Watching this after solving some supply chain issues (It seems I no longer own working headphones).
@DrDaronAcemoglu isn't worried about automation destroying jobs, but is worried about the U.S. capacity to create good jobs for people without a college degree.… Image
@KEBroady notes that Black and Hispanic workers are overrepresented in the fields most at risk for automation:… Image
@shawndubravac emphasizes that automation can lead to increased demand for complementary skills.… Image
@ZoeBairdMarkle notes that how we react to automation is a policy choice and investing infrastructure can change the future path. Image
@orrell_b notes the importance of non-cognitive skills in the future economy: Image
Asked about the policy changes that we need, @shawndubravac notes that we need to understand better what behavioral factors are stopping people from taking workforce development programs.

This is the subject of my final research paper with @ideas42… Image
@ZoeBairdMarkle talks about how we can encourage more on-the-job training programs with employers.
@DrDaronAcemoglu emphasizes again that technological development is a function of government policy and talks about how different taxes and investment can encourage more development of human *complementing* technologies.
@orrell_b notes that we don't know the skills that will be in demand in the future, and so we need to ensure that people are adaptable.
@RepBryanSteil suggests that labor shortages right now are driven by enhanced UI (which empirical studies by @p_ganong and @arindube and other have shown is largely false).
The overall assumption that there IS a labor market shortage also just doesn't add up, as I've discussed at @NiskanenCenter
@orrell_b notes that government policy (including UI or minimum wage) can affect take up of automation related tech.

I'd push more on this - that we should look for way to *encourage* firms to invest in labor augmenting tech! It's not something we should push them away from.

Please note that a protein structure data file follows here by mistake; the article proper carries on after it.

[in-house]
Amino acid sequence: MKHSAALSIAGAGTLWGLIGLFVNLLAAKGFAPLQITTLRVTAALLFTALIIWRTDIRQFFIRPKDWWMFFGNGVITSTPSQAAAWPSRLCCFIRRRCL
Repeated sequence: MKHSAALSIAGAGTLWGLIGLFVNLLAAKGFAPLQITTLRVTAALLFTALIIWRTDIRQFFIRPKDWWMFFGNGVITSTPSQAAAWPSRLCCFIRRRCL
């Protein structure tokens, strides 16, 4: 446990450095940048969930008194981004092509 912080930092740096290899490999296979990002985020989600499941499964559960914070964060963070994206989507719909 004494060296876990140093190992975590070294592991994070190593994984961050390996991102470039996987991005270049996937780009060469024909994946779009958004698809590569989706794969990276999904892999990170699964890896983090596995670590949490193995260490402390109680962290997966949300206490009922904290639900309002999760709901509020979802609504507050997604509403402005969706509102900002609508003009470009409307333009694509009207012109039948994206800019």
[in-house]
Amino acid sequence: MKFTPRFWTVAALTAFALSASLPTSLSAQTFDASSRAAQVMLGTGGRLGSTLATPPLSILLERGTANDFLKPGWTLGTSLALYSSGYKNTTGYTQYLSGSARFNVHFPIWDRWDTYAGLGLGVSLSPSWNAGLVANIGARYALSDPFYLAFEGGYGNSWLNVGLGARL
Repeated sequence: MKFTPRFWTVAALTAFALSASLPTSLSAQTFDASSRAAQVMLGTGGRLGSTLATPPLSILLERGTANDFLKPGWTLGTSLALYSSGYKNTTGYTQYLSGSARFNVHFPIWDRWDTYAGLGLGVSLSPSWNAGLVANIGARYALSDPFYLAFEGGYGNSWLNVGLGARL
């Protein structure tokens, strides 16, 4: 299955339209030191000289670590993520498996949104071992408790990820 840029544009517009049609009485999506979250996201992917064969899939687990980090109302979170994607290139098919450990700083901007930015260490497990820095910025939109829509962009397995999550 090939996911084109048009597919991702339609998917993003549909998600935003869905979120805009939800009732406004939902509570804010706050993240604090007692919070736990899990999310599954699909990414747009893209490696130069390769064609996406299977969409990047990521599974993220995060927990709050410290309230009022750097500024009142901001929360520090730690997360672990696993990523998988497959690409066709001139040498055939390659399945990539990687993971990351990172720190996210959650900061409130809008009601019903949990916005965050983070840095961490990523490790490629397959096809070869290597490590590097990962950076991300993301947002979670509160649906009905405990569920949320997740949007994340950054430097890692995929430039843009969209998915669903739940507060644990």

@WarrenDavidson notes that change is hard, but that it is inevitable. Things like CAD models have meant that we need less mathematicians in engineering firms.
@ZoeBairdMarkle "The Bachelor degree has become a surrogate for all sorts of other things - like experience."
@RepGwenMoore points out the complexity of the workforce development programs in the U.S., and how difficult it is for workers to navigate this.
@RepArrington brings up the classic Milton Friedman "If this is a jobs program, why don't you give the workers spoons instead of shovels?" question.
@RepArrington "Freer markets and fairer trade are the most effective forces to accommodate those making that transition [to automation] - we want more jobs, we want higher wages."
@RepJayapal to @DrDaronAcemoglu "Workers feel the rate of automation is overwhelming...we need to pay attention to who it benefits and why."
@RepJayapal "Which changes to the tax code since 1980 have encouraged businesses to automate?"

@DrDaronAcemoglu "The very generous depreciation allowances that allow companies to write off their investments, as well as changes in the corporate tax rate."
@DrDaronAcemoglu recommends a larger base for corporate taxes, reducing payrolls taxes, and support @SecYellen's proposal for a global minimum tax rate.
@stephaniebice "We have been so focused on college that we've lost track of the existing high wage jobs that do not require a college degree."
@orrell_b "The $15 minimum wage has become a moot point - wages are going up past that benchmark".
@orrell_b "Increasing labor costs increases the pressure to automate - and that's a good thing!"

That's right!
@orrell_b calls for decentralizing the workforce system:

"We need to put resources into the hands of workers so they can make the best decisions for themselves and their families."
@RepAngieCraig points out the importance of telehealth in pandemic responses.
@shawndubravac notes that telehealth for rural areas is dependent on rural broadband - as will many other technological improvements.
@RepAngieCraig asks about apprentices. @ZoeBairdMarkle notes that the federal government can do more to support apprenticeships, but also how important it is to recognize the skills people have now.
@orrell_b "One of the things we need to emphasize is that automation can alleviate not just economic challenges, but also social challenges by moving away from work that is physically challenging [and can lead to overruse of pain reducing drugs]".